It's 1984 and Venice Beach, CA, is at the epicenter of a pop culture explosion. Young people of color seeking refuge from the turmoil of inner city life flock to the eclectic ocean community to create a brand new phenomenon: roller dancing. The talent and vibrant personality of this multicultural roller 'family' draws massive crowds and influences Hollywood. But just as roller dancing flourishes, politics, money and gentrification conspire to take their dreams away.
Interview with Director Kate Hickey
Congratulations! Why did you make your film?
Originally I made the film because I was obsessed with roller skate dancing from the cult classic Xanadu, starring fellow Aussie Olivia Newton John. Then when I got to know my subjects I realized there was much more to the story. They were robbed of their scene and not given the credit they deserved, so I wanted to get to the bottom of that mystery.
Imagine I’m a member of the audience. Why should I watch this film?
You should watch because you love the 80s and 90s and long for a time when people danced & celebrated their diversity outdoors. There is also a kick ass soundtrack and beautiful images of Venice beach, a very special place that provided a utopia and escape of sorts for our characters. You will also get to meet Mad, the complex central character, whose story stole my heart.
How do personal and universal themes work in your film?
Personal themes work in the film in that each character has their own dreams and disillusionment when it comes to their love of skating and their scene. They go through a lot over the 30 years that span the movement. PLUS universal themes are dealt with in terms of the aging process and never letting go of your passion and first love, gentrification in the Venice area and the lack of community that has happened as a result. Themes of lost love, dreams, racial turmoil. This film deals with the ups and downs of life through the art of roller dancing.
How have the script and film evolved over the course of their development?
The script evolved a lot! I had two female producers who helped a lot on the story front to weave the historical background of racial events in Los Angeles along with the personal stories. It was a complex tapestry. Also as you know some documentaries take a long time so the script definitely evolved with my characters' lives, even shaping some of their personal decisions.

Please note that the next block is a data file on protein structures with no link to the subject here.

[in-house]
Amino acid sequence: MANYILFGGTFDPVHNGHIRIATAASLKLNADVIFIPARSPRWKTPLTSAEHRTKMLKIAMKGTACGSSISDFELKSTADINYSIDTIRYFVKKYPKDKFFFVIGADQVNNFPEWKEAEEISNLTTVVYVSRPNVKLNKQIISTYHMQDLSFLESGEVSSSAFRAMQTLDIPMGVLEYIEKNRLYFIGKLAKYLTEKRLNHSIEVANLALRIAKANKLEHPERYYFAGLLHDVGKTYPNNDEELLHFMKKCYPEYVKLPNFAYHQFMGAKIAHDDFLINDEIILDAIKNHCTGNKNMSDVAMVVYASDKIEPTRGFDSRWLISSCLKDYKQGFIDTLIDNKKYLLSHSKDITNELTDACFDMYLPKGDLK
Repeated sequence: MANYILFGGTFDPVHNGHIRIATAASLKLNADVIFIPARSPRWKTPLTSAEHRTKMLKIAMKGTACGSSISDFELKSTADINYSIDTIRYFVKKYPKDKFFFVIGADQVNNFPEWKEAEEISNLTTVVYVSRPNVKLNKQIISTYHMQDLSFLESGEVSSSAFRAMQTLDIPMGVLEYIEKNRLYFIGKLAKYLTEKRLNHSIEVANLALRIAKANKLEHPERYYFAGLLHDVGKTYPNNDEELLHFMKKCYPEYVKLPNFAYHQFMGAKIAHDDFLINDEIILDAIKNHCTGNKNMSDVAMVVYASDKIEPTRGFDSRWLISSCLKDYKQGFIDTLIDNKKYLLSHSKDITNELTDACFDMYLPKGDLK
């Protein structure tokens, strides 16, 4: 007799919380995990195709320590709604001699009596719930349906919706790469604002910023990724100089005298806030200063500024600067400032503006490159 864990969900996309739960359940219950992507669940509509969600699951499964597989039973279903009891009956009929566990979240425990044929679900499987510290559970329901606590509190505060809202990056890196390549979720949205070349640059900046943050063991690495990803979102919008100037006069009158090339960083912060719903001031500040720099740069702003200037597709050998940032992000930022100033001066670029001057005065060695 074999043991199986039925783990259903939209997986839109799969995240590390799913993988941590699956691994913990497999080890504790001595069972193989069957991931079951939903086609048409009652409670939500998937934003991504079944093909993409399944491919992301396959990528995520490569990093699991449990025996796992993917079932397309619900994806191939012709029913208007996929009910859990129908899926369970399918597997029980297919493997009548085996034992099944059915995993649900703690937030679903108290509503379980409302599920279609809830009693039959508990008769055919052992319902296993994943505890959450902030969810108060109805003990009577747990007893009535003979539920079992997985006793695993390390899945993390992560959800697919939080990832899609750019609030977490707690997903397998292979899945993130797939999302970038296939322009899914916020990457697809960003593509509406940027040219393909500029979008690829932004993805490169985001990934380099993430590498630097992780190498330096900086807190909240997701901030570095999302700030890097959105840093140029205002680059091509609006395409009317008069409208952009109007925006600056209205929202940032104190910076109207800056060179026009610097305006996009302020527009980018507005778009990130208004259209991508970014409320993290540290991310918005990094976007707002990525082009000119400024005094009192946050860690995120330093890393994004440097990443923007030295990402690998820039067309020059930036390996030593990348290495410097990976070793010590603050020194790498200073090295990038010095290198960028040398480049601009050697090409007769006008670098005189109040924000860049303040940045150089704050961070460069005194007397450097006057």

What type of feedback have you received so far?
People genuinely care for our central female character Sally Piano and her well being. People laugh at these larger than life characters and are surprised to learn about Venice Beach and its black culture that they never knew.
Has the feedback surprised or challenged your point of view?
Not so much. I haven’t had anyone disagree with how our characters view the world around them. Thank god. I guess I’m surprised at how many people remember seeing them and enjoying their moves back in their heyday in the 80s!
What are you looking to achieve by having your film more visible on www.wearemovingstories.com?
I hope people remember to keep the dream alive whatever that may be. And that people continue to listen to diverse viewpoints like those in Roller Dreams. That they follow us on Facebook (@rollerdreams) and spread the word so more people come out and skate at Venice Beach. And most importantly that the skater's scene continues to grow and evolve as an art form.
Who do you need to come on board (producers, sales agents, buyers, distributors, film festival directors, journalists) to amplify this film’s message?
We just want to share this story with as many people as possible. We will have a limited cinema release in some cities in June and will also be available on VOD very soon, so please do support us by seeing the film. If anyone else is interested in showing the film please contact us.
What type of impact and/or reception would you like this film to have?
I would like it to educate, entertain and encourage people to accept difference within communities. I would like it to tap into people’s sense of nostalgia and fun.
What’s a key question that will help spark a debate or begin a conversation about this film?
Is diversity fundamental to any great music or dance phenomenon? Why?
Would you like to add anything else?
I would like to thank all my creative team made up of a lot of super cool females. The two producers Diana Ward and Cecilia Ritchie, editor Rachel Johns, composer Kathryn Bostic, music supervisor Tiffany Anders and token male - the fantastic cinematographer Toby Oliver ACS who also shot Get Out. Rome wasn’t built in a day and especially not without an army!
Interview: May 2018
We Are Moving Stories embraces new voices in drama, documentary, animation, TV, web series, music video, women's films, LGBTQIA+, scifi, horror, world cinema. If you have just made a film - we'd love to hear from you. Or if you know a filmmaker - can you recommend us? More info: Carmela
Film Title: Roller Dreams
the dream didn’t fade it was taken
Director: Kate Hickey
Producer: Diana Ward & Cecilia Ritchie
Looking for (producers, sales agents, buyers, distributors, film festival directors, journalists):
Social media handles:
Funders: Screen Australia
Made in association with:
Where can I watch it next and in the coming month? DOXA Documentary Film Festival in Vancouver on May 10 and 13, in cinemas in Los Angeles, Seattle and Quebec City for a limited run and on iTunes VOD from about mid-June. We also have another festival in June that we can't announce yet.